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Pastor who said Pulse victims got ‘what they deserved’ accused of molesting boy at church

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A Georgia pastor who said Pulse nightclub shooting victims got what they deserved has been arrested on child molestation charges.

Ken Adkins, of St. Simons Island, turned himself in to police about 9 a.m. Friday on aggravated child molestation charges, reported The Florida Time-Union.

The 56-year-old Adkins, who has congregations in Atlanta, Jacksonville and Brunswick, Georgia, is an outspoken anti-LGBT activist in the Jacksonville area.

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He drew widespread condemnation for making offensive remarks about a fatal shooting that left 49 clubgoers dead and 53 others wounded at a gay nightclub in Orlando.

“I don’t see none of them as victims,” Adkins tweeted. “I see them as getting what they deserve!!”

The alleged abuse took place at Adkins’ church in Brunswick, as well as the pastor’s car and the victim’s home, prosecutors said.

His attorney said investigators told him the abuse took place in 2010.

The pastor’s wife said she believed Adkins would be cleared, and she expressed concern about the young man who made the allegations.

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Charlotte Stormy Adkins said the alleged victim was part of the church’s ministry and had been mentored by her and her husband.

She will serve as interim pastor while her husband takes leave.

Watch this video report posted online by WJAX-TV:

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‘Righteous prosecution’: DOJ lawyers ignore Barr’s new guidelines and recommend jail time for Stone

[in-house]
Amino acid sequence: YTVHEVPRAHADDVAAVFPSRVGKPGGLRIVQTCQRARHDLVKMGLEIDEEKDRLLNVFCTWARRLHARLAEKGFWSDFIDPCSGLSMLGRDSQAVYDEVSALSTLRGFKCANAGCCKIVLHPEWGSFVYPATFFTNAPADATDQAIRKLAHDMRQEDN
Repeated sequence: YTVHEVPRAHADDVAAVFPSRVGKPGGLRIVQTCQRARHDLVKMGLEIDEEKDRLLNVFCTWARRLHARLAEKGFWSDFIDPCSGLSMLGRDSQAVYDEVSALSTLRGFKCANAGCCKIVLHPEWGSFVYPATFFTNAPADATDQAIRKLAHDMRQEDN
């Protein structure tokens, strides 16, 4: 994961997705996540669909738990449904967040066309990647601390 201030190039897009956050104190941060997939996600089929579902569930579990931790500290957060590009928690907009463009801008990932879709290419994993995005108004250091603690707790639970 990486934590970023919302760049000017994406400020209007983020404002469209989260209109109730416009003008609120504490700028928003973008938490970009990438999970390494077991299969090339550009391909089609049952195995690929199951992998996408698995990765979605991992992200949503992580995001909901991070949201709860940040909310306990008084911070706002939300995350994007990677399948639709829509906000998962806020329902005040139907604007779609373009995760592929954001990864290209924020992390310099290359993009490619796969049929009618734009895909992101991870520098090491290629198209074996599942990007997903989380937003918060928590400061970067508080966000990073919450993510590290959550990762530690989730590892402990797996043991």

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Four prosecutors in the Roger Stone case resigned when the Justice Department took over the sentencing of Stone and rewrote their memo.

Now, however, the DOJ is still arguing that Roger Stone belongs in jail.

It's a strange turn as the new prosecutor in the case essentially ignored the change in sentencing memos, despite Judge Amy Berman Jackson grilling him about the change.

https://twitter.com/MMineiro_CNS/status/1230525891815596033

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Legal experts shocked as DOJ lawyers rebel against Bill Barr’s new Roger Stone sentencing guidelines

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The new prosecutors in the Roger Stone case still seem to be ignoring the re-write of the sentencing memo, according to those watching the trial unfold.

Judge Amy Berman Jackson told the courtroom Thursday that she reviewed government sentencing recommendations from both the prosecutors who resigned last week and the supervisor who rewrote the memo.

"I note that the initial memo has not been withdrawn," she said.

"There was nothing in bad faith with the initial prosecution team’s recommendation," said Crabb.

"It’s not about bad faith. It was fully consistent with current DOJ policy, wasn’t that true?" Berman Jackson asked.

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2020 Election

Judge who struck down stop-and-frisk says Bloomberg isn’t a racist — but had an ’empty head’

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In a bizarre column published just hours before the first Democratic debate to feature Michael Bloomberg, the judge who struck down the former New York City mayor's most controversial policy offered a defense — of sorts — of the billionaire mogul.

"In 2013, I ruled in Floyd vs. City of New York that the tactics underlying the city’s stop-and-frisk program violated the constitutional rights of people of color," wrote former U.S. District Court Judge Shira Scheindlin. "While Michael Bloomberg was mayor of New York, black and Latino people were disproportionately stopped, and often frisked, millions of times, peaking at 690,000 in 2011. After my rulingthe number of stops plummeted to 11,000 in 2018. And crime did not rise."

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